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Why I'm striking against unfair university profits


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The rent strike campaign had humble beginnings for me, as I originally heard about it whilst nervously clutching a towel around myself (I had just got out of the shower when a canvasser knocked on my door). He explained to me that they were judging interest in a rent strike in protest against the condition and price of halls. I signed up immediately, thinking that giving them my email address could hardly do any harm.

The above is quite the contrast to when, a few months later, I found myself (fully-clothed) marching down the streets of London shouting about corrupt university authorities.

I was in the first group of people that withheld their rent in second term, along with the majority of my flatmates. That over one hundred people signed up from the beginning is a testament to how strongly many people felt. We initially joined as a protest against the condition of our halls; broken coat hooks, stained carpets, missing toilet seats, ineffective ovens, useless heating, broken ventilator fans, leaking fridges, and of course, the infamous cockroach problem (“Where are you living?” “Max Rayne.” “Oh, seen a cockroach yet?” is a conversation I’ve had more times than I can count). We were aware of the political implications of the strike, but as freshers still reeling from the initial disappointment of our arrival, the directly personal reasons took precedent.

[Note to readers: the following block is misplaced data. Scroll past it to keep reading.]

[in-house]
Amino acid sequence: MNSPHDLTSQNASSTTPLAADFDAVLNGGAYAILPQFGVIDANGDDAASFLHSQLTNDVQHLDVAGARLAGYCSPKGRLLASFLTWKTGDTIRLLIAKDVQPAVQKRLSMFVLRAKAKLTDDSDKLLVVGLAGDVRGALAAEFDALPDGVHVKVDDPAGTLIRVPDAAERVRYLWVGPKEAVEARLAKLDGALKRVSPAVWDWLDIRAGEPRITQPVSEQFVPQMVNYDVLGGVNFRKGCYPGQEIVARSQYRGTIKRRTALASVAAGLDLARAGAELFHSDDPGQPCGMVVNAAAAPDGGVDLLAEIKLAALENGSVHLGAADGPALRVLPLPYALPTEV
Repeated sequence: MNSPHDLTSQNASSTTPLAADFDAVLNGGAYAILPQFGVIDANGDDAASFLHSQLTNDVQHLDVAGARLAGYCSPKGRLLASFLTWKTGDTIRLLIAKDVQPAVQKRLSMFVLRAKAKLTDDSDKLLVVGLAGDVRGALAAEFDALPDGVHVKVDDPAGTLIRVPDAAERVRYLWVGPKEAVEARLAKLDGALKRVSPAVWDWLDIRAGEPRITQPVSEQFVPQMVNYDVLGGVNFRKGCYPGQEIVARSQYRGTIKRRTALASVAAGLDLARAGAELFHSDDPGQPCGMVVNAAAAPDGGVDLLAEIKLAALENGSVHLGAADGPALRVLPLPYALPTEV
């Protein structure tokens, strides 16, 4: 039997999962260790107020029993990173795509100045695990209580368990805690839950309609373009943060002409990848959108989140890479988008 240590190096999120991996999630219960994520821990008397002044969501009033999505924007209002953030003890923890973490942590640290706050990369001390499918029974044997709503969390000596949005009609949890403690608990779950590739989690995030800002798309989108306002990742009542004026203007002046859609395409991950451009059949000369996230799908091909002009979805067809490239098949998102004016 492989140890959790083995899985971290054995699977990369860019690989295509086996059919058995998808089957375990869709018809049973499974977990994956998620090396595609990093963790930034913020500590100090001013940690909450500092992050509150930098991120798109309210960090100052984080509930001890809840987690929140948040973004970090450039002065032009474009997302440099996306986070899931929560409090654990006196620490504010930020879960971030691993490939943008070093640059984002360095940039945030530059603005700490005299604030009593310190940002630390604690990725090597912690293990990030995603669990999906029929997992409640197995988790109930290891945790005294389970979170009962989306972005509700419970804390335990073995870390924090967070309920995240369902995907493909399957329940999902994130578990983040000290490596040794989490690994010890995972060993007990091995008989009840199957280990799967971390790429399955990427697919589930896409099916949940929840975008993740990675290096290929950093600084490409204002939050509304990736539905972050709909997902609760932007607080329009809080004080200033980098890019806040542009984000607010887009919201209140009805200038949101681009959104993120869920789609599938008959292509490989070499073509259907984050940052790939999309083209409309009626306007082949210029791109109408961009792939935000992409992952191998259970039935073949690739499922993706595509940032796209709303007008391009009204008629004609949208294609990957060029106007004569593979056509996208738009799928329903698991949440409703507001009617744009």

However, as I’ve attended more demonstrations and meetings, the wider political implications have taken a priority. The main objection is that 60% of accommodation fees goes towards maintenance of halls – but that means 40% is pure profit.

I understand the university needs a profit margin in order to reinvest and improve the halls, but 40% from each student is too high a burden that shouldn’t be the students’ liability. Also, it is clear that this “reinvestment” is going towards vanity projects such as the Stratford campus; the conditions of my halls are testament to the lack of a direct payback. Unless you count installing bird houses and large plant pots as significant improvements…

UCL continually denies these profits, but it is not difficult to believe they exist given the cost of halls have gone up 56% in the last five years, high above inflation. UCL are hiding behind the “London is expensive!” excuse; but UCL is supposed to be an institute of education, not a profit-making landlord. They have made it too expensive to study in London for some – The Tab recently ran an article on a boy who had dreamed of studying at UCL, but had been forced to choose another university because he couldn’t afford halls prices. Even Andrew Grainger, UCL director of estates, admitted “some people just simply cannot afford to study in London and that is just a fact of life.” It stinks of an elitism that leaves people feeling even more bitter about the profit margin.

But the rent strike’s political impact reaches further than just UCL; parallel campaigns have started in other London universities – Goldsmiths, Roehampton and the Courtauld Institute – as well as further afield in Bristol and Oxford. The campaign is making a statement against something that has concerned me for years – the culture of student living.